Nigerian girls are often subjected to psychological blackmail with the promise of special 'woodo rituals' against those who decide to break off relations without paying the agreed sum for clandestine transportation. For them, prostitution is the quickest way to recover the sum that ensures their freedom from their tormentors.

Even behind the apparent "voluntary" choice of the girls in prostitution lies the need to sever their relationship with the organisation as quickly as possible and lay the foundations for building a new life.

I recommend reading the text written by Chiara Landolfo on “Labour exploitation of migrant women in Italy":

Translated by Francesca Cioffi

Original version by Francesca Oggiano

The sources used to edit this article can be consulted freely:

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  • L'Autore

    Francesca Oggiano

    Mi chiamo Francesca Oggiano e sono una studentessa iscritta al corso di “Scienze Internazionali ed Istituzioni Europee” presso l’Università degli Studi di Milano.

    Da sempre la scrittura mi permette di rendere reale ciò che nasce come pensiero astratto, ed in particolare lo studio di materie giuridiche, economiche e sociali, improntate verso una visione internazionale, ha consolidato in me la necessità di voler raccontare ciò che accade nel mondo attraverso la ricerca di usi e tradizioni appartenenti a luoghi diversi e lontani dal nostro quotidiano.

    Sono venuta a conoscenza della realtà “Mondo Internazionale” e da subito mi ha incuriosita il fatto che si trattasse di ragazzi giovani impegnati a creare uno spazio che permettesse loro di credere in qualcosa di grande ed ho così deciso di voler fare anche io la mia parte.

    Insieme al meraviglioso Team che si occupa del progetto “TrattaMi Bene”, ho la possibilità di esprimermi riguardo a temi che da sempre mi appassionano e mi stanno a cuore, come i diritti umani e la violenza di genere, e che mai più di ora penso debbano essere divulgati fra le generazioni. Credo profondamente nel valore dello scambio comunicativo e sono convinta che con la forza della conoscenza e dell’informazione si possa crescere e migliorare, sia come individui che come Comunità.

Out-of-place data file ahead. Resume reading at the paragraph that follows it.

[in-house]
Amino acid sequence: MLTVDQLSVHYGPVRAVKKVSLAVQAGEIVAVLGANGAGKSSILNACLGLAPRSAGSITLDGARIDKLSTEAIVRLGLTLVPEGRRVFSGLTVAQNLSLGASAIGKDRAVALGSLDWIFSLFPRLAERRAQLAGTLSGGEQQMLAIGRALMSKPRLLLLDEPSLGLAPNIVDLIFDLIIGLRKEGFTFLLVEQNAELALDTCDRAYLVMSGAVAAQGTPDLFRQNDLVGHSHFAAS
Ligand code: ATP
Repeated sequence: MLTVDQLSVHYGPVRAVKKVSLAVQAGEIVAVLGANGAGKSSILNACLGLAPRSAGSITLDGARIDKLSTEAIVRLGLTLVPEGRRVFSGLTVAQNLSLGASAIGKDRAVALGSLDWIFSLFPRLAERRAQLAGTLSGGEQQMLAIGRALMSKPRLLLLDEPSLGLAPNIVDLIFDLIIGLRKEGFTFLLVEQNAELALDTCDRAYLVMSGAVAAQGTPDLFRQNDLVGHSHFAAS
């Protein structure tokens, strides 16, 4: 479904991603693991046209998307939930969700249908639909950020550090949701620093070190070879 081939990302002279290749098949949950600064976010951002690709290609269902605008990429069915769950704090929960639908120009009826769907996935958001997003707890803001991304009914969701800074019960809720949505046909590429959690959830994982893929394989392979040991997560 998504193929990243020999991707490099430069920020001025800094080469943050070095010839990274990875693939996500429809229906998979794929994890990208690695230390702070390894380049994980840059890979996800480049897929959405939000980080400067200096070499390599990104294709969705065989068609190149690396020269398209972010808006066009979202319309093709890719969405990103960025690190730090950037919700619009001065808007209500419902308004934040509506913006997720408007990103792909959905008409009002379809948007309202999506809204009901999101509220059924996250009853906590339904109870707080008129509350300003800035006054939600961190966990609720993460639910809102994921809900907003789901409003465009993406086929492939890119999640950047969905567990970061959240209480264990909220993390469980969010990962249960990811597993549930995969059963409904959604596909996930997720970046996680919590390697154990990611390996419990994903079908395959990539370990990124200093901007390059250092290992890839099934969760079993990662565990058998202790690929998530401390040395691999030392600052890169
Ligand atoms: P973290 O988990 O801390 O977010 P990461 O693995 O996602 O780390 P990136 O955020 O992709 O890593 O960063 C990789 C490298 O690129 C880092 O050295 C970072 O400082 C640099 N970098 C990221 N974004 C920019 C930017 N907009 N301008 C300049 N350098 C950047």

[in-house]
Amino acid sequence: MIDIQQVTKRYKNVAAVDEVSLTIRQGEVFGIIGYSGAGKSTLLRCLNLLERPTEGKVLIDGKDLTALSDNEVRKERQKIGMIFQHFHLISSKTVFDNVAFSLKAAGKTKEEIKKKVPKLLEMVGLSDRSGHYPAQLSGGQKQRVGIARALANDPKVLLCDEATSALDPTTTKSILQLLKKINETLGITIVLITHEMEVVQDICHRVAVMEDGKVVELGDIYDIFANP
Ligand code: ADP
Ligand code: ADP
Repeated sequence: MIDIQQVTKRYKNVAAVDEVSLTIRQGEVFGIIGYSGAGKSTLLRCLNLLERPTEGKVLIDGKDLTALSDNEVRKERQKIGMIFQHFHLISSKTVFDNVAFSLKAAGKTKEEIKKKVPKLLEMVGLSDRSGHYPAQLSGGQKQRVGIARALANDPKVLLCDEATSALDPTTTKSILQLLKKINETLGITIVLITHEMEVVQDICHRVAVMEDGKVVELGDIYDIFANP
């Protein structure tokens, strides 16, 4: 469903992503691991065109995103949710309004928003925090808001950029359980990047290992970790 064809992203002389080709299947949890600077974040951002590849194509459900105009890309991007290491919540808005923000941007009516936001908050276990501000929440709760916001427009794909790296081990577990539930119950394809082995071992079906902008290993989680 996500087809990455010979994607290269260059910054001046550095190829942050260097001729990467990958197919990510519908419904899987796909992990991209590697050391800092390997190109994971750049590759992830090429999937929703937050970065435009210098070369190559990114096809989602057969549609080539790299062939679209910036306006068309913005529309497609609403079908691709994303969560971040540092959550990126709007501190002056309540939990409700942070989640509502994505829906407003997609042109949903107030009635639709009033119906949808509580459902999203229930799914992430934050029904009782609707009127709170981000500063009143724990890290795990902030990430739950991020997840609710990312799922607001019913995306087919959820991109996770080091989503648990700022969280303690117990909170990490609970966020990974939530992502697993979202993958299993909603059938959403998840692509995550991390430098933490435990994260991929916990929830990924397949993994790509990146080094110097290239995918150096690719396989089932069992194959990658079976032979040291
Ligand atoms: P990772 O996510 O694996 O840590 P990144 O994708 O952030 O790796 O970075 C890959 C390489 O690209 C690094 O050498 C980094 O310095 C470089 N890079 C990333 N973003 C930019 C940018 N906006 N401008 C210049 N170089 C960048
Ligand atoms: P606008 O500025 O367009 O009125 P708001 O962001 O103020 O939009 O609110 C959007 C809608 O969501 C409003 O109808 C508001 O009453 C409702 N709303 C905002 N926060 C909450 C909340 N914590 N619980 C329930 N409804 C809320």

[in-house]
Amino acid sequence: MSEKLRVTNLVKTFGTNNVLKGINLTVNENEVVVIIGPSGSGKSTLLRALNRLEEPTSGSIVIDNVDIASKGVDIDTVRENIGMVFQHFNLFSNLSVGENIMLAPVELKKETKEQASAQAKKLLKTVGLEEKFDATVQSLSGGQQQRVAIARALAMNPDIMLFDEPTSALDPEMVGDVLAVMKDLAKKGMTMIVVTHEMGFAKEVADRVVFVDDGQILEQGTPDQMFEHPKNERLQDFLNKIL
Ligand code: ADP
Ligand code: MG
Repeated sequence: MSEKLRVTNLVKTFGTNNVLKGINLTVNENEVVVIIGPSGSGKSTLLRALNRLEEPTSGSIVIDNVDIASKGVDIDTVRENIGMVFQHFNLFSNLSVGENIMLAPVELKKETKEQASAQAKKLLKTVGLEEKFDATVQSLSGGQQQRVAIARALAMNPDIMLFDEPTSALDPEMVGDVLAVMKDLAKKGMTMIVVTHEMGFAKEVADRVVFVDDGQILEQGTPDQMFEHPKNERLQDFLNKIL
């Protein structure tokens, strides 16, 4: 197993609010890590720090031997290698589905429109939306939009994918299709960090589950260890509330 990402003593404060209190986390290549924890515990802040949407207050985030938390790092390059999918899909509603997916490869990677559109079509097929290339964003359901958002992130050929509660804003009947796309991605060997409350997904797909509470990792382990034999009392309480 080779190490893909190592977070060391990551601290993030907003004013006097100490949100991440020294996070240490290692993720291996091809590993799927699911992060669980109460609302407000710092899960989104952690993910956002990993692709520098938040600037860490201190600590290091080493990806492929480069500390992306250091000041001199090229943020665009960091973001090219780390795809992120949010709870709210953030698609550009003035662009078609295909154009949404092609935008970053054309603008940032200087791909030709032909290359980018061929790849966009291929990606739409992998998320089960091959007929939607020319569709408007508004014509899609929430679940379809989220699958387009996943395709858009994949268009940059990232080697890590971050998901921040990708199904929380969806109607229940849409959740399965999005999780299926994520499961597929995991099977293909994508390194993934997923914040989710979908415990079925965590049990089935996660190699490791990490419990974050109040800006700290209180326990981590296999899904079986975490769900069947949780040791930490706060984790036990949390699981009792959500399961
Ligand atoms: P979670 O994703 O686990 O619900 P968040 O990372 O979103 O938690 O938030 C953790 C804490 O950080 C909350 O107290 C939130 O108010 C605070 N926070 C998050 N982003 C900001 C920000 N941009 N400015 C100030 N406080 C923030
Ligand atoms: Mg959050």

My name is Francesca Oggiano and I am currently a student of International Studies and European Institutions at the University of Milan.

    Writing has always allowed me to translate abstract thoughts into concrete realities and studying subjects like law, economics and social sciences, especially when marked by an international directory, has strengthen in me the need to tell what happens in the world through specific research of traditions belonging to places that are diverse and far from our daily life.

    I came across “Mondo Internazionale” and the fact that it involved young people engaged in creating a space that would let them believe in something greater made me curious from the very beginning; hence, I decided that I also wanted to give my contribution to this project.

    Together with the wonderful team of the “TrattaMi Bene”, I have the chance to express my ideas on themes that have always been close to my heart and that deeply interest me, such as human rights and gendered violence, and that I am certain now more than ever need to be discussed through generations. I strongly believe in the importance of communicative exchanges and I am committed to the idea that, thanks to the power of knowledge and information, one can grow and get better both as an individual and as a community.


From the World Europe Sections Human Rights Society


sfruttamento sfruttamento prostituzione woman rights